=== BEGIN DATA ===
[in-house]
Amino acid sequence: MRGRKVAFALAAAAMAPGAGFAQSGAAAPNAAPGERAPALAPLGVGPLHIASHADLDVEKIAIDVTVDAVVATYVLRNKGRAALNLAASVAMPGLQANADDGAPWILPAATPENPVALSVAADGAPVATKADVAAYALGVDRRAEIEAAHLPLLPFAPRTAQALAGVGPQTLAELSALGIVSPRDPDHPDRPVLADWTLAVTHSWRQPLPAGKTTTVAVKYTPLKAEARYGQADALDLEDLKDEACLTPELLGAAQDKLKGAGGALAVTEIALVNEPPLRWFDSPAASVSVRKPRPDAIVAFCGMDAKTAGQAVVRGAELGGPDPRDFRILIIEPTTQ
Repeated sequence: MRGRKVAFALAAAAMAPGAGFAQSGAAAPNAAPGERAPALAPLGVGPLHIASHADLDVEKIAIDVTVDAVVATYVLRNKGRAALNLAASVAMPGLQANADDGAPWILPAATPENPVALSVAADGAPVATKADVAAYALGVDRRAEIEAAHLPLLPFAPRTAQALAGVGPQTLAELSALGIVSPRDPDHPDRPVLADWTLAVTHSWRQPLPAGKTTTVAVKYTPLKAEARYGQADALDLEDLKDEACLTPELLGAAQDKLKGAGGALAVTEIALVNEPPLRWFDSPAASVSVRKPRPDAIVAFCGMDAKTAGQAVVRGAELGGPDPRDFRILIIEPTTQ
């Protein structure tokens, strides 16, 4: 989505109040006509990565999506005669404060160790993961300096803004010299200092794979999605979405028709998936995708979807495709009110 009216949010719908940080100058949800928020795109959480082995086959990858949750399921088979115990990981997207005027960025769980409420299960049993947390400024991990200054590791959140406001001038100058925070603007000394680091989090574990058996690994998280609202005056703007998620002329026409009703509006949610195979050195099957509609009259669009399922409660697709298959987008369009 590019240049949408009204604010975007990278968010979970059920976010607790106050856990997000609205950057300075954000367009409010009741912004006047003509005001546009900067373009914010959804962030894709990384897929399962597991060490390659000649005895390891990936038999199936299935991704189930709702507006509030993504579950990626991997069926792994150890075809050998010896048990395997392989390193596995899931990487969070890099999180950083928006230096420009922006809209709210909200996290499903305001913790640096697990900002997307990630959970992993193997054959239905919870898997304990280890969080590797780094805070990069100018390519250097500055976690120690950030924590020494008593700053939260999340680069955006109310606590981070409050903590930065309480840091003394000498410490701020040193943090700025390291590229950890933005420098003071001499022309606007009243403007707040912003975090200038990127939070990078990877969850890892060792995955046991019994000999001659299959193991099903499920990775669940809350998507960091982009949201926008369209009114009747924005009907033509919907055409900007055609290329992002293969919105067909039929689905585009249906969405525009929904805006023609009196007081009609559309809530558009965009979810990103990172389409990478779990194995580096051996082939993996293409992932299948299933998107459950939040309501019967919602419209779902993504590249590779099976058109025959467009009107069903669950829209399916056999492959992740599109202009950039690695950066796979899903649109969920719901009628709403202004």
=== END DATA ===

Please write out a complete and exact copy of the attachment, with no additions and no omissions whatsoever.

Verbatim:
[in-house]
Amino acid sequence: MRGRKVAFALAAAAMAPGAGFAQSGAAAPNAAPGERAPALAPLGVGPLHIASHADLDVEKIAIDVTVDAVVATYVLRNKGRAALNLAASVAMPGLQANADDGAPWILPAATPENPVALSVAADGAPVATKADVAAYALGVDRRAEIEAAHLPLLPFAPRTAQALAGVGPQTLAELSALGIVSPRDPDHPDRPVLADWTLAVTHSWRQPLPAGKTTTVAVKYTPLKAEARYGQADALDLEDLKDEACLTPELLGAAQDKLKGAGGALAVTEIALVNEPPLRWFDSPAASVSVRKPRPDAIVAFCGMDAKTAGQAVVRGAELGGPDPRDFRILIIEPTTQ
Repeated sequence: MRGRKVAFALAAAAMAPGAGFAQSGAAAPNAAPGERAPALAPLGVGPLHIASHADLDVEKIAIDVTVDAVVATYVLRNKGRAALNLAASVAMPGLQANADDGAPWILPAATPENPVALSVAADGAPVATKADVAAYALGVDRRAEIEAAHLPLLPFAPRTAQALAGVGPQTLAELSALGIVSPRDPDHPDRPVLADWTLAVTHSWRQPLPAGKTTTVAVKYTPLKAEARYGQADALDLEDLKDEACLTPELLGAAQDKLKGAGGALAVTEIALVNEPPLRWFDSPAASVSVRKPRPDAIVAFCGMDAKTAGQAVVRGAELGGPDPRDFRILIIEPTTQ
């Protein structure tokens, strides 16, 4: 989505109040006509990565999506005669404060160790993961300096803004010299200092794979999605979405028709998936995708979807495709009110 009216949010719908940080100058949800928020795109959480082995086959990858949750399921088979115990990981997207005027960025769980409420299960049993947390400024991990200054590791959140406001001038100058925070603007000394680091989090574990058996690994998280609202005056703007998620002329026409009703509006949610195979050195099957509609009259669009399922409660697709298959987008369009 590019240049949408009204604010975007990278968010979970059920976010607790106050856990997000609205950057300075954000367009409010009741912004006047003509005001546009900067373009914010959804962030894709990384897929399962597991060490390659000649005895390891990936038999199936299935991704189930709702507006509030993504579950990626991997069926792994150890075809050998010896048990395997392989390193596995899931990487969070890099999180950083928006230096420009922006809209709210909200996290499903305001913790640096697990900002997307990630959970992993193997054959239905919870898997304990280890969080590797780094805070990069100018390519250097500055976690120690950030924590020494008593700053939260999340680069955006109310606590981070409050903590930065309480840091003394000498410490701020040193943090700025390291590229950890933005420098003071001499022309606007009243403007707040912003975090200038990127939070990078990877969850890892060792995955046991019994000999001659299959193991099903499920990775669940809350998507960091982009949201926008369209009114009747924005009907033509919907055409900007055609290329992002293969919105067909039929689905585009249906969405525009929904805006023609009196007081009609559309809530558009965009979810990103990172389409990478779990194995580096051996082939993996293409992932299948299933998107459950939040309501019967919602419209779902993504590249590779099976058109025959467009009107069903669950829209399916056999492959992740599109202009950039690695950066796979899903649109969920719901009628709403202004």